When scouting talent for the pathway, Lewis and her coaching team tap into a variety of resources in England.

An important pillar of that is the British Universities and Colleges Sport (BUCS) competition, which was won this season by Hartpury.

In addition, the PWR clubs boast highly talented young players and provide another central arena for Lewis’s work.

“The BUCS element is really key for players. It’s a massive opportunity for game exposure. The likes of Exeter, Loughborough, Hartpury, Durham, those that are in that top league are key so I watch those fixtures,” Lewis, the former head coach of Wasps Women, said.

“I’ve been to some in person, and then my analyst and I look at those fixtures and he pulls up sections to watch on them. It’s a great space for me to keep an eye on, and the majority are connected to a PWR club so that then also feeds into how their pathway works with the clubs and again that helps me.

“As we’ve started to narrow down the squad our contact with them ups, we’ve got a touch point every month now with a camp each month before we head to the Six Nations; lots of face-to-face touch points. I try to get out to games, whether that’s the PWR or BUCS. Then there will be club visits.

“Each PWR club has an U23 coach so that will be my main channel of communication. Informal pick-ups with players as well. I’d love to see them and have them together more, but I think we’re pretty lucky at the moment with where we’re at with the programme. It’s pretty regular, but it picks up more and more now.

Another essential part of Lewis’s role is to best prepare her players for the potential step up to the senior Red Roses side.

During camps, members of the Red Roses coaching team will often be involved to meet with their u20s equivalent and share knowledge on how they can best help mirror the environment within the senior side.

The cohesion between the pathway and the Red Roses is further entrenched by the fact that Lou Meadows, the current Red Roses attack coach is the former U20s head coach.

“She’s worked in this space for a season so she has good understanding of the challenges that are faced here, and that helps,” Lewis said. “They’re a new coaching set-up, so with John Mitchell coming in, he’s definitely made it very clear that we would like to ensure we have a connection between the U20s and the Red Roses team.

“Louis Deacon [forwards coach] and Lou Meadows have been into a recent U20s camp as well as the Red Roses operations manager and their analyst, the crossover with staff is nice. That helps with commonalities and sharing of ideas, we can help mirror some parts of the Red Roses camps to help transfer players.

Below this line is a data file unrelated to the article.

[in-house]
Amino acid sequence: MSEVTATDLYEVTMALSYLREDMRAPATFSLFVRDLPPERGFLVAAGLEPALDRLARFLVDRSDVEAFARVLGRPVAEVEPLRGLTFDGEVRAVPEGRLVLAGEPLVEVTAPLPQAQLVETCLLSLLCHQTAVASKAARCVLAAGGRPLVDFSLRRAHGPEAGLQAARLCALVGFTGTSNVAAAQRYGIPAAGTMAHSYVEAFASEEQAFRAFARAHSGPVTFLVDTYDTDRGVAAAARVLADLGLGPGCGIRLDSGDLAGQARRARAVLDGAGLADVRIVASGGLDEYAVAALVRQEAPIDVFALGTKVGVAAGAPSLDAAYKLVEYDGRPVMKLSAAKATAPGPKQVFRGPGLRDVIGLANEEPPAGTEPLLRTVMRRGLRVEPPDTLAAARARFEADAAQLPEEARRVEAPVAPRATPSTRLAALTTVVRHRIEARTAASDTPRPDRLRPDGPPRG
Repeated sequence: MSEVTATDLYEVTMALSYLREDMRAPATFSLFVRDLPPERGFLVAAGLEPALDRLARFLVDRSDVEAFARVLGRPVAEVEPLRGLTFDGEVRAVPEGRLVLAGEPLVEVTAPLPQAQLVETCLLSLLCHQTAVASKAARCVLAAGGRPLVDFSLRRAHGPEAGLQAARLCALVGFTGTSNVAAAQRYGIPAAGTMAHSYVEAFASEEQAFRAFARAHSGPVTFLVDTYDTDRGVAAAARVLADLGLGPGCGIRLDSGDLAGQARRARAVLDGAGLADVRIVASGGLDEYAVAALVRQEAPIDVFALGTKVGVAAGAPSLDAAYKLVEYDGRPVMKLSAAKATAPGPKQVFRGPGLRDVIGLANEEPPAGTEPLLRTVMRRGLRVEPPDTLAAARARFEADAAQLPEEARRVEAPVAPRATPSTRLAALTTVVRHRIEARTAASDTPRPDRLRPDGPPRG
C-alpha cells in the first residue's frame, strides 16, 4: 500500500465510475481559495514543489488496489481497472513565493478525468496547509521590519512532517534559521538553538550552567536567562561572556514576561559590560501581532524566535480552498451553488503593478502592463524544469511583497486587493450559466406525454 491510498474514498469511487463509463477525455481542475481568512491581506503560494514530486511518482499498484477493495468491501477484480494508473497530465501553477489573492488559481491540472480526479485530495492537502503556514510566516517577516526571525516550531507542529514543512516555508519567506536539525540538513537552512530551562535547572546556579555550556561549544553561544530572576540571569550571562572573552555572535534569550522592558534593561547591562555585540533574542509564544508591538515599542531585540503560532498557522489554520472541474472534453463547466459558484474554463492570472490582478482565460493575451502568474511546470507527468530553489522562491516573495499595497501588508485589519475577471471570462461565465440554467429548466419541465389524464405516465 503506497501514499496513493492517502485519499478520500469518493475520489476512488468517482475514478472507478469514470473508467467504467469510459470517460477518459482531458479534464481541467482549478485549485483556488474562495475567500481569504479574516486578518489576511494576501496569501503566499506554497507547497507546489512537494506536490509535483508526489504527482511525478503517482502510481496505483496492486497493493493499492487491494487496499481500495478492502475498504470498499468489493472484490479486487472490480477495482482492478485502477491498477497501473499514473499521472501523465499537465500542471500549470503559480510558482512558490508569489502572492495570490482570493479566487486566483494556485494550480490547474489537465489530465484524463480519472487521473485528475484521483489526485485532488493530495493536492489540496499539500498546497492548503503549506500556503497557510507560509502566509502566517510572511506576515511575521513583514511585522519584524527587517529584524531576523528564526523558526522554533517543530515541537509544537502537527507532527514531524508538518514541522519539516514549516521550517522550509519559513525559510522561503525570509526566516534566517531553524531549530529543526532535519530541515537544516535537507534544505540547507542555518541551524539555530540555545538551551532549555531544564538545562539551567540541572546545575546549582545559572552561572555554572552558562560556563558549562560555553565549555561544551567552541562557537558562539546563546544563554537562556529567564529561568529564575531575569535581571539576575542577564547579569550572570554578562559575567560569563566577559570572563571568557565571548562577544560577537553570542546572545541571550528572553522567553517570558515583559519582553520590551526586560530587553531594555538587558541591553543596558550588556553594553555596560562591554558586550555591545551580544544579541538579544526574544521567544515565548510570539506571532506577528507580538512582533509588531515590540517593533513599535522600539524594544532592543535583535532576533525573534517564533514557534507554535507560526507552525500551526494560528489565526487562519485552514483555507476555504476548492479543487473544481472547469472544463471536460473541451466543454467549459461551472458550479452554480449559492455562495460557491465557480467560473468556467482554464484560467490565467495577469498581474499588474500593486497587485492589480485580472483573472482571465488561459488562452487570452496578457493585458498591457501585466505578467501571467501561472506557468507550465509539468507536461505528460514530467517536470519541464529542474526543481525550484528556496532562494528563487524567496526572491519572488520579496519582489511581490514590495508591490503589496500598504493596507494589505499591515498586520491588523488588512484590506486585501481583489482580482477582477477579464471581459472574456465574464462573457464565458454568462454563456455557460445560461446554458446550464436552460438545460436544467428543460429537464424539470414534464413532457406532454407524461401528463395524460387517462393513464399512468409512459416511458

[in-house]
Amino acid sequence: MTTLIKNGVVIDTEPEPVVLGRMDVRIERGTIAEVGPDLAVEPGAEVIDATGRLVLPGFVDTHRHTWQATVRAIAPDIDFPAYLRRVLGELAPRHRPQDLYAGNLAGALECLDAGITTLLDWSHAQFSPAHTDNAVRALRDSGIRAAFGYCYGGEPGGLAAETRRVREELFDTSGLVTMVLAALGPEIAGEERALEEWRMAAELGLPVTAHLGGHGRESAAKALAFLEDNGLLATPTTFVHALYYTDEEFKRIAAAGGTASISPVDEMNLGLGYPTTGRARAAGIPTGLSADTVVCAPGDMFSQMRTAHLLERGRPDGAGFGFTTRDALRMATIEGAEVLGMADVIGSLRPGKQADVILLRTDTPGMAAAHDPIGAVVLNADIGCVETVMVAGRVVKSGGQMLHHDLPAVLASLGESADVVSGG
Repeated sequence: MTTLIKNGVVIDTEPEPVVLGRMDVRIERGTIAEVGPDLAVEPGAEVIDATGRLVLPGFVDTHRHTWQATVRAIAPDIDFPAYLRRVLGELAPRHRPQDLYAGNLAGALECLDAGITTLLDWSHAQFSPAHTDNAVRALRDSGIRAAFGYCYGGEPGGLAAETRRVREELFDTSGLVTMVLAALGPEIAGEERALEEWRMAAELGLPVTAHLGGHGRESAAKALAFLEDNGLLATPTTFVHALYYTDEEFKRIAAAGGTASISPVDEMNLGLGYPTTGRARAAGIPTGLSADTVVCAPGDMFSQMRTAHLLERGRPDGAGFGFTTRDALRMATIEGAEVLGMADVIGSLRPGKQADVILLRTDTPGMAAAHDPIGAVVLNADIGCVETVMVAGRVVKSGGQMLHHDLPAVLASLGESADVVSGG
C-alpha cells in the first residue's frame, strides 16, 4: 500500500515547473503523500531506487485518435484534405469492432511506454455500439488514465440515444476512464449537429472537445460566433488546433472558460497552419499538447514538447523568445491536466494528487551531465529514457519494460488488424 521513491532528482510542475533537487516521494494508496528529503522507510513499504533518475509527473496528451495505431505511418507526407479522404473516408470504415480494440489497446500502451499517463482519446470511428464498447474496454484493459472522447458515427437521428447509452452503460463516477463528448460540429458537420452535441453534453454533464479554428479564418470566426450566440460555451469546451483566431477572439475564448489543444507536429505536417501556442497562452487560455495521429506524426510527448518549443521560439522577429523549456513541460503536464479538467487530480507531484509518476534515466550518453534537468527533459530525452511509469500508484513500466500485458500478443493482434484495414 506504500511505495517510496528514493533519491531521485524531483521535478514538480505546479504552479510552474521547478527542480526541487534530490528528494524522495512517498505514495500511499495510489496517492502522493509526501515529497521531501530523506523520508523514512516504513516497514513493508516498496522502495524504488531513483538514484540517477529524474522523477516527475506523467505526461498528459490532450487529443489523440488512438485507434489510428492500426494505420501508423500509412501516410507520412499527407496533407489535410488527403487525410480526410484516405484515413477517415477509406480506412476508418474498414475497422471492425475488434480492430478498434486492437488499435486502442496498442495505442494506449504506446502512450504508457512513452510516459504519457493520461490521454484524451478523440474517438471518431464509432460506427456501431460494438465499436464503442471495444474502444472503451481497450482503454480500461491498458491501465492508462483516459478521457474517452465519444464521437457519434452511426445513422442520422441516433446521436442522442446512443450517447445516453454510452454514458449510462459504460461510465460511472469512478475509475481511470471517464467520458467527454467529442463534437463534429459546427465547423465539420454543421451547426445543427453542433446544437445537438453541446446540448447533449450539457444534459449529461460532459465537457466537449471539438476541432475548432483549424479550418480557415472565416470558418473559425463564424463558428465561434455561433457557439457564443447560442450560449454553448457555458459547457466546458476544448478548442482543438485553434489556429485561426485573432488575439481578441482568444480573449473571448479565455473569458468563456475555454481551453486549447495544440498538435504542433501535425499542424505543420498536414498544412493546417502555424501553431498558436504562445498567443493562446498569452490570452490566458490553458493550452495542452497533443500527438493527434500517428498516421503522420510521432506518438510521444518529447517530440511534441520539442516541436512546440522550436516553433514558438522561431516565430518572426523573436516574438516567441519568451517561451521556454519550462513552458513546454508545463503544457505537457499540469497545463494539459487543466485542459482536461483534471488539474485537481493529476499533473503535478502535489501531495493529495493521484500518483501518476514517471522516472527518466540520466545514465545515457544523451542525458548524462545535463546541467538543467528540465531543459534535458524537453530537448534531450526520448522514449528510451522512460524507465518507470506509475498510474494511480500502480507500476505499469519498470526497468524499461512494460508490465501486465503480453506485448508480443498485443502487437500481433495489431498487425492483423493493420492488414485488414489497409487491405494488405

“In terms of the rugby, there’s definitely been a move to try and marry up some language piece. It’s obviously different because of the population they’re working with, but there is definitely a desire to see how we can keep strengthening that while we develop the u20s players.

“We have a piece of work to do now, Women’s Rugby World Cup 2025 isn’t far away, but the skill gaps, the potential positional gaps, I think now we have got growth for that to happen in our environments. They’re a new [coaching] group but already there have been some positive connections.”

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One area which has been highlighted as one for development within the women’s game in the past has been kicking.

The recent Guinness Women’s Six Nations showed a high level of kicking across all nations, but as the skill evolves with increased professionalism, it is also a key area of development for Lewis’s pathway to ensure they are best prepared for top-level rugby.

“Pre-Christmas we had more of a focus on skills development and we were really purposeful with the kicking element. In both the regional and the national camp environments the backs had whole sections where they looked at just kicking, which definitely highlighted that some players still don’t have that triple-threat option, so it’s definitely something in our space that we’ve highlighted, even if it’s a skill a player doesn’t feel comfortable with, we want to make sure they’re supported to develop of that in our space.

“The PWR is growing in that area [kicking] so naturally that skillset will be developed anyway because the Premiership is using it. When I watch some of the BUCS fixtures, a number of players have a rounded triple-threat game so the kicking element you see and that’s coming through there too as well. It’s growing [in the women’s game] and we’ve definitely been intentional with it. Again, within the Red Roses it’s also evolving as well.”